I am not sure if it just me but there ALWAYS is this dynamic between so called high class food, low class food and the viability of a recipe. On the web there some weird divide that if I recipe suggest a lower class brand instead of high class stuff ( Store bought baking chocolate verses French imported callebaut); bakers distrust the recipe. Now I cannot say that all things are like this but recently I came pass a comment on a blog that was sceptical of a recipe “workability” just because it had listed a brand of baking chips.
We have all seen the cookies recipes on the back of the packet or the try me idea on the side of box cereal, however what is your attitude to them?
Do you think they will work or be a major flop? Would they taste good or be another waste of ingredients? Love to get your opinion!
I am going to stand up for these lower class ingredients for three reasons.
1. Yes I am not loaded. While I may try my best to purchase the best quality, not everyone has enough money to shell out for $50 dollar a kilo produce.
2. Sometimes! The lower class ingredient is actually what you want! I think about all those candy bar cakes and even stews from offal can be the best things on the food stuff list. Not everything has to cost the world in your baking.
3. Finally if you think the higher classed ingredients you purchase would mean you are less likely to fail in the kitchen, think again. Kitchen fails happen all the time and it is not down to your butter quality.
Now, now gent bakers and lady bakers I think we have forgotten the fundamentals of what actually make thing turn out right. This maybe an unpopular opinion but it is all about following a recipe to the T; that means grams (or in US Ounces). Sure the sweetness may need to be changed up depending on your taste but if you did what the recipe told you, in the correct measurements it should come out edible. It may not be best thing you could back but it essentially has all the basics. Really besides the recipes in the Bouchen Bakery book by Thomas Keller, most cake and cookie recipe have similar processes.
Sorry I just had to get this out, nothing like good rant to get through the week…
Now I am posting a very humble sweet bread recipe. This is my first vegan try at a bread/cake. Normally I would have butter and eggs totally at an arm’s reach but I have used them all after posting two celebration cakes and two customer orders outside this blog. Also I have been Inspired by Averie for Averie cooks. I am sure you know who I am taking about the Peanut butter queen of the food blog sphere.
Typical me right… Anyway Left over bananas? Give them a twist by roasting along side pineapple, the slight acidity helps it rise better (chemical baking here) and who is going to argue with a combination of pineapples, coconut and bananas for breakfast?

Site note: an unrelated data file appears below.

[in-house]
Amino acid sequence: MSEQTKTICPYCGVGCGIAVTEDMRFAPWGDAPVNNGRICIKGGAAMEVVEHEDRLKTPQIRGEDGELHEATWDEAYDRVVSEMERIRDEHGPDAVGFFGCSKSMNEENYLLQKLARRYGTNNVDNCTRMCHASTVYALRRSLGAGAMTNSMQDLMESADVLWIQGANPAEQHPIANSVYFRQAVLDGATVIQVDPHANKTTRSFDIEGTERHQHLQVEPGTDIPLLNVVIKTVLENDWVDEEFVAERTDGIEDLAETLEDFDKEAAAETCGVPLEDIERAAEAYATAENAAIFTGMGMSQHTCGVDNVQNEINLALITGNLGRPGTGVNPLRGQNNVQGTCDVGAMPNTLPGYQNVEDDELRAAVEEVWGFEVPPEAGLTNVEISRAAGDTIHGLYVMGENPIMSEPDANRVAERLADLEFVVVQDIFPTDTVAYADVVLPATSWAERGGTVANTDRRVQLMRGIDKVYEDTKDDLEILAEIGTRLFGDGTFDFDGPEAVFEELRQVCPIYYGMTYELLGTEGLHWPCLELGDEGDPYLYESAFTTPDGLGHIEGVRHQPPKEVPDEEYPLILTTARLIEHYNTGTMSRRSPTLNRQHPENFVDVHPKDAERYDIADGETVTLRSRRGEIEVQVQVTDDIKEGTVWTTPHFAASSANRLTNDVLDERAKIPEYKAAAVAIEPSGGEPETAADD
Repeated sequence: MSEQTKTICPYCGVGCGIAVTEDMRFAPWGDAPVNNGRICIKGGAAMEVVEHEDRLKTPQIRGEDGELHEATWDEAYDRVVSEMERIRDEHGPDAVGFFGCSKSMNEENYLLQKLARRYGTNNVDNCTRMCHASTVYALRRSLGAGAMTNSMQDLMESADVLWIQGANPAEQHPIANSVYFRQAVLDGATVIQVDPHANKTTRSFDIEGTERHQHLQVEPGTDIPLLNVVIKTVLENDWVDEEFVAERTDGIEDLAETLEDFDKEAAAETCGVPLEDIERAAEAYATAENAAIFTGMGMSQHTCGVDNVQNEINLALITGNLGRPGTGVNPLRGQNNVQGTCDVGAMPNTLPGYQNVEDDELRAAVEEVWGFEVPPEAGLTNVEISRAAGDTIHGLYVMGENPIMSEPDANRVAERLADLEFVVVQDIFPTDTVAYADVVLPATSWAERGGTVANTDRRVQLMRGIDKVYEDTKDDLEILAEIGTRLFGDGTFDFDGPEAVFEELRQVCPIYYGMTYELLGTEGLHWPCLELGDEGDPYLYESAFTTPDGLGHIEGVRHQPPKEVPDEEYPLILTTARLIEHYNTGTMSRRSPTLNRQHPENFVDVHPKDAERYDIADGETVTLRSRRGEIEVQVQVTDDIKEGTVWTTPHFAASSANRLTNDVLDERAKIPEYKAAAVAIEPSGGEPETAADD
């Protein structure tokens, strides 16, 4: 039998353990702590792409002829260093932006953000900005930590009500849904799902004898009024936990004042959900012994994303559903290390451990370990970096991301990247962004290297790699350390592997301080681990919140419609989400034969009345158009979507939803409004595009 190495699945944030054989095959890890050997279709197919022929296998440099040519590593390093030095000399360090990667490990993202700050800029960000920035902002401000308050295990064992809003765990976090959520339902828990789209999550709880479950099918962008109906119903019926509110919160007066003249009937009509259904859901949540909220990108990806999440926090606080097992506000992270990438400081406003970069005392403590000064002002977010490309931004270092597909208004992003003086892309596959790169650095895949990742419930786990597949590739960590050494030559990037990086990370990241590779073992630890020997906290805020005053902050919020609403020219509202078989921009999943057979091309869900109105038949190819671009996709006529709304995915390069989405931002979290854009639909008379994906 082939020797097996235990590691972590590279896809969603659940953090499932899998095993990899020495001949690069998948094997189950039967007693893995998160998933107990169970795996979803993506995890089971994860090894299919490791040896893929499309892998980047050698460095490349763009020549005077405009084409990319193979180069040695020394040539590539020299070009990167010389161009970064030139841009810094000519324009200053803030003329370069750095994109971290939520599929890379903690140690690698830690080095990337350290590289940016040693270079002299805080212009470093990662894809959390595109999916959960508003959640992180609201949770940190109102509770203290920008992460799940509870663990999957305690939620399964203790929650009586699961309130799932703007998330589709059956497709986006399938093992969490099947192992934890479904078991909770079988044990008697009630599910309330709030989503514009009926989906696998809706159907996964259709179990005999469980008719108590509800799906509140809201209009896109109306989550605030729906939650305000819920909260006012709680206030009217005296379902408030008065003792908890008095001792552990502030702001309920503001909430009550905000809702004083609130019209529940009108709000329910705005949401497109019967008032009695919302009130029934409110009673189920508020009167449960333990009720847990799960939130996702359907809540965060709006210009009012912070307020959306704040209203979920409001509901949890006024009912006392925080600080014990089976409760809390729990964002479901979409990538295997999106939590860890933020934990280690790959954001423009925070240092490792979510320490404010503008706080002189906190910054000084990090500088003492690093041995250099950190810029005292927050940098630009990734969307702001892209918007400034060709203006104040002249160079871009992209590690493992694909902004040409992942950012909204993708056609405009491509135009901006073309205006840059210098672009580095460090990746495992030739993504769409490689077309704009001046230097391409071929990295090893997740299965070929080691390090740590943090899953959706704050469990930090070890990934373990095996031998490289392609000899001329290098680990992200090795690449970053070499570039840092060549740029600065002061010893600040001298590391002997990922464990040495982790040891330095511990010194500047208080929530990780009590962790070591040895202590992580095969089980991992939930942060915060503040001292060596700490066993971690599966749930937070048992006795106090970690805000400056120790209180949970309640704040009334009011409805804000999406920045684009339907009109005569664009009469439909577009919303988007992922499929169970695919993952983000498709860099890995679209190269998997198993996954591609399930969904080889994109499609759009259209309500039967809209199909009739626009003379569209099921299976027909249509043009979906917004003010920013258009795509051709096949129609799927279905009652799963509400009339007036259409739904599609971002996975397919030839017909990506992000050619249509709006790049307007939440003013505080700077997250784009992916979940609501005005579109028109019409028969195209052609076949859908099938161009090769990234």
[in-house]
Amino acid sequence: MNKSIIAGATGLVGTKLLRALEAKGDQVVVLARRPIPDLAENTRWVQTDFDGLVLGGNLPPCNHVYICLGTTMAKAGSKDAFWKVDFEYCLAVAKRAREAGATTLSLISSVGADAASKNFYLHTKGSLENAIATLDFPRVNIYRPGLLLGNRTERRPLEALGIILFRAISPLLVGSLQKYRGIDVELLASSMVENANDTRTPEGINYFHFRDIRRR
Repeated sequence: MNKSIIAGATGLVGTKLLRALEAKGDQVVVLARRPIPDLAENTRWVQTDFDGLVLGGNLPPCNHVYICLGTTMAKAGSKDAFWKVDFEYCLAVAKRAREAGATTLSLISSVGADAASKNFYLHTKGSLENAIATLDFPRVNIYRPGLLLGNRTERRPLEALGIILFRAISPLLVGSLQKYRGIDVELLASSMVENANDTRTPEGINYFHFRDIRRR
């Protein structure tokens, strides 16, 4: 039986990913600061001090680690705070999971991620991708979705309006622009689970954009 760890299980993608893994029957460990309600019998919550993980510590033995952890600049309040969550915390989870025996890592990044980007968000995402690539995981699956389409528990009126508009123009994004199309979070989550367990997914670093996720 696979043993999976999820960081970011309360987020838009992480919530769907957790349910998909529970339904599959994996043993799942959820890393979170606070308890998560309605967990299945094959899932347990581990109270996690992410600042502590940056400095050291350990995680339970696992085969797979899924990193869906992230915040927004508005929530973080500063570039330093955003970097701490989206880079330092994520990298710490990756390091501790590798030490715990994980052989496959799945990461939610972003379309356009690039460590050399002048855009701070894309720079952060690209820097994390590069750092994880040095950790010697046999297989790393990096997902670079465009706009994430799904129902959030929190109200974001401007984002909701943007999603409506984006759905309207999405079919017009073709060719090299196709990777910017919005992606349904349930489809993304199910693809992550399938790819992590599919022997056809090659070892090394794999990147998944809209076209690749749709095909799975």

200g whole meal flour
2 tsp baking powder
1 tsp baking soda
3g nut meg
10ml vanilla extract
50ml soy milk
2.5 tsp (15g) coconut milk powder
1 tsp apple vinegar
2 LSA eggs (linseed, Sunflower and almond mix), Mixing one tablespoon of LSA then mix with 3 tablespoon water. Whisk together and leave for 5 minutes.
110ml coconut oil melted
170g granola ( used left over from this tropical granola recipe)
Grilled/broiled Banana and pineapple mix * (instruction below)
On a baking tray, lined with baking paper, place 3 medium (about 300g uncooked) and 4 slices of can pineapple.
Preheat grill to high. Sprinkle 200g brown sugar on fruit.
Place under grill until well browned and caramelised.
Allow to cool then mash everything (syrup and all) in to a paste.
Pre Heat oven to 180C and line a large loaf tin (I used the one you can get from IKEA here) with oil and baking paper.
In a large bowl shift you flour, baking soda, baking powder, cinnamon, nut meg and salt.
In another jug mix the vanilla extract, soy milk, coco nut milk powder, vinegar, LSA eggs, coconut oil and Banana pineapple mix. Whisk until smooth.
Make a well in your flour mix bowl and pour the wet mix in. Fold with a wooden spoon until just combined. Add you granola and fold through.
Pour into the loaf tin and place in the oven.
Turn the oven down to 160C and bake for 1 and 10 minutes or until a skewer comes out clean. IF it is browning too much place a sheet of foil on top.
Once baked leave in tin for 20 minutes then turn out to completely cool
Coconut tofu spread
300g extra firm silken tofu, well pressed for 3 hours.
30g desiccated coconut
30g skinless unroasted almonds
40g caster sugar
5ml coconut essence
In a food blender, blend coconut and almonds into a smooth paste
After add process tofu, caster sugar and vanilla until it forms a thick spread.
Store in the fridge until use.